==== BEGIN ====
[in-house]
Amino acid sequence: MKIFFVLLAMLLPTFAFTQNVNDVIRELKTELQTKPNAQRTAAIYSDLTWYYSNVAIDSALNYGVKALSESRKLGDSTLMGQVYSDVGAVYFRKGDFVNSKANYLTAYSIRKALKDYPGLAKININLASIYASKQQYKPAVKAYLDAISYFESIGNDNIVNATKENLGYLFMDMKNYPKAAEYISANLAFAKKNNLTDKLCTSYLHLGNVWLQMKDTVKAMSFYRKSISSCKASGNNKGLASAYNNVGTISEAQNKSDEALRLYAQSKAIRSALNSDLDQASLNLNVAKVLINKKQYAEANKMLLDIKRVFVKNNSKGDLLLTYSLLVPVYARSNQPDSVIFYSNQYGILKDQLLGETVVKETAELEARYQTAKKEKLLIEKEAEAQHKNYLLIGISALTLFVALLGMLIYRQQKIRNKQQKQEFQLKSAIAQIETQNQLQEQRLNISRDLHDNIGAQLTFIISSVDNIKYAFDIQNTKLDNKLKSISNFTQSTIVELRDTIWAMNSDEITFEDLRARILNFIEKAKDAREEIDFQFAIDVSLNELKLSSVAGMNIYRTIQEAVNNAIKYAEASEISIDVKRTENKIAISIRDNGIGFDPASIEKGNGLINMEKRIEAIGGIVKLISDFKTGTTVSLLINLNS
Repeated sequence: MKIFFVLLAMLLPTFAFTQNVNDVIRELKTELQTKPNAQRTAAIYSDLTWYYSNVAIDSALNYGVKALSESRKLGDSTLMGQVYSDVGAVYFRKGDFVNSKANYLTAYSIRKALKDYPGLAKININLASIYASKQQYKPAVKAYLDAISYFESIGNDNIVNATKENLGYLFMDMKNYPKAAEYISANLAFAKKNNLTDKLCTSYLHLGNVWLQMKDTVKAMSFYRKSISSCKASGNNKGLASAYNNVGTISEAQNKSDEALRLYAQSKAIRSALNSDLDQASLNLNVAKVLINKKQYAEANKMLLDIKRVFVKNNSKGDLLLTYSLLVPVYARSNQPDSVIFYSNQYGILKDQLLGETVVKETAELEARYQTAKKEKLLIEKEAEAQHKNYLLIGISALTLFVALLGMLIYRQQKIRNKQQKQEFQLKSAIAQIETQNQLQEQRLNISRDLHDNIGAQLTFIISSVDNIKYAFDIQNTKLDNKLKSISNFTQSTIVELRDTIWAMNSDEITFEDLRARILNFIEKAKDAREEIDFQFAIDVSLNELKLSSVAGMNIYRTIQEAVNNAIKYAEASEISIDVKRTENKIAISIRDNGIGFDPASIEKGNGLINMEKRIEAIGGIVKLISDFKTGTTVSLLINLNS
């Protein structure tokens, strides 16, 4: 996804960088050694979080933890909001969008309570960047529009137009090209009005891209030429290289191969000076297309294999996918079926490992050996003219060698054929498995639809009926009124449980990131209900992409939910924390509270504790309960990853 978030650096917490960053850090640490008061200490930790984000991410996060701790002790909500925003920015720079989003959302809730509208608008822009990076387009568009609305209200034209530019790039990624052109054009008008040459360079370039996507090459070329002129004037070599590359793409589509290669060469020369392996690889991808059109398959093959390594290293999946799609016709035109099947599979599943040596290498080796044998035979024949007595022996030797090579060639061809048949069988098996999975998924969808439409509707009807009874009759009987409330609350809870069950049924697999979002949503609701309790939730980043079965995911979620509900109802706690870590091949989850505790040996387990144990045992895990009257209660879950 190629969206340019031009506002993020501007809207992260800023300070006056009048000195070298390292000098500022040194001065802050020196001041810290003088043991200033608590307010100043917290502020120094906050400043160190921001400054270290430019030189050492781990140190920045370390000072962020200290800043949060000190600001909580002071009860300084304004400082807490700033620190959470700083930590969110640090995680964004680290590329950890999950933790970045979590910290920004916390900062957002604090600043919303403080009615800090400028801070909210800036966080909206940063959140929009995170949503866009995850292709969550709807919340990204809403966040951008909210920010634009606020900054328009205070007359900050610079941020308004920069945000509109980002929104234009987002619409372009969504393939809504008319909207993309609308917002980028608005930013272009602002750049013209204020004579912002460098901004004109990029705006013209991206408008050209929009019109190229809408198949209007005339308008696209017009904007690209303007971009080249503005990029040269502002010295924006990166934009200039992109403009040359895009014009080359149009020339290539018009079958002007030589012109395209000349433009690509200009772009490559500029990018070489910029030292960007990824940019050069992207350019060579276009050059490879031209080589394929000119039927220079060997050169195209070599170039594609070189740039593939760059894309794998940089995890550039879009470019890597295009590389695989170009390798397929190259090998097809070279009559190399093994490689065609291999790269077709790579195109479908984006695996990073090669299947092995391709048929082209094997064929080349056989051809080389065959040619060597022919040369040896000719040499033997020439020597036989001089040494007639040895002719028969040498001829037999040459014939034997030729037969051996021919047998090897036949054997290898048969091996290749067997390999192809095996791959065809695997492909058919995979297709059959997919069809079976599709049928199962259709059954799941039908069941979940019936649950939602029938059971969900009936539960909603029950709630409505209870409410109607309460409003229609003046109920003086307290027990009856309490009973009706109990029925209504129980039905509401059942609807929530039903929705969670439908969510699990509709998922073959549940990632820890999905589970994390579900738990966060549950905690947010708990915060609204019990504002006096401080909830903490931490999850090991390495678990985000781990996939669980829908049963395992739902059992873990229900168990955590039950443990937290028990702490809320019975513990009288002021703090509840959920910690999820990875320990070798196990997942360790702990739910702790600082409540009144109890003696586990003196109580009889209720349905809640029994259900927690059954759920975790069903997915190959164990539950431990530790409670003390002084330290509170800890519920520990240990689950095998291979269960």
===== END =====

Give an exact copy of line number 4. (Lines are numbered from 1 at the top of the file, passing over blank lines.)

């Protein structure tokens, strides 16, 4: 996804960088050694979080933890909001969008309570960047529009137009090209009005891209030429290289191969000076297309294999996918079926490992050996003219060698054929498995639809009926009124449980990131209900992409939910924390509270504790309960990853 978030650096917490960053850090640490008061200490930790984000991410996060701790002790909500925003920015720079989003959302809730509208608008822009990076387009568009609305209200034209530019790039990624052109054009008008040459360079370039996507090459070329002129004037070599590359793409589509290669060469020369392996690889991808059109398959093959390594290293999946799609016709035109099947599979599943040596290498080796044998035979024949007595022996030797090579060639061809048949069988098996999975998924969808439409509707009807009874009759009987409330609350809870069950049924697999979002949503609701309790939730980043079965995911979620509900109802706690870590091949989850505790040996387990144990045992895990009257209660879950 190629969206340019031009506002993020501007809207992260800023300070006056009048000195070298390292000098500022040194001065802050020196001041810290003088043991200033608590307010100043917290502020120094906050400043160190921001400054270290430019030189050492781990140190920045370390000072962020200290800043949060000190600001909580002071009860300084304004400082807490700033620190959470700083930590969110640090995680964004680290590329950890999950933790970045979590910290920004916390900062957002604090600043919303403080009615800090400028801070909210800036966080909206940063959140929009995170949503866009995850292709969550709807919340990204809403966040951008909210920010634009606020900054328009205070007359900050610079941020308004920069945000509109980002929104234009987002619409372009969504393939809504008319909207993309609308917002980028608005930013272009602002750049013209204020004579912002460098901004004109990029705006013209991206408008050209929009019109190229809408198949209007005339308008696209017009904007690209303007971009080249503005990029040269502002010295924006990166934009200039992109403009040359895009014009080359149009020339290539018009079958002007030589012109395209000349433009690509200009772009490559500029990018070489910029030292960007990824940019050069992207350019060579276009050059490879031209080589394929000119039927220079060997050169195209070599170039594609070189740039593939760059894309794998940089995890550039879009470019890597295009590389695989170009390798397929190259090998097809070279009559190399093994490689065609291999790269077709790579195109479908984006695996990073090669299947092995391709048929082209094997064929080349056989051809080389065959040619060597022919040369040896000719040499033997020439020597036989001089040494007639040895002719028969040498001829037999040459014939034997030729037969051996021919047998090897036949054997290898048969091996290749067997390999192809095996791959065809695997492909058919995979297709059959997919069809079976599709049928199962259709059954799941039908069941979940019936649950939602029938059971969900009936539960909603029950709630409505209870409410109607309460409003229609003046109920003086307290027990009856309490009973009706109990029925209504129980039905509401059942609807929530039903929705969670439908969510699990509709998922073959549940990632820890999905589970994390579900738990966060549950905690947010708990915060609204019990504002006096401080909830903490931490999850090991390495678990985000781990996939669980829908049963395992739902059992873990229900168990955590039950443990937290028990702490809320019975513990009288002021703090509840959920910690999820990875320990070798196990997942360790702990739910702790600082409540009144109890003696586990003196109580009889209720349905809640029994259900927690059954759920975790069903997915190959164990539950431990530790409670003390002084330290509170800890519920520990240990689950095998291979269960």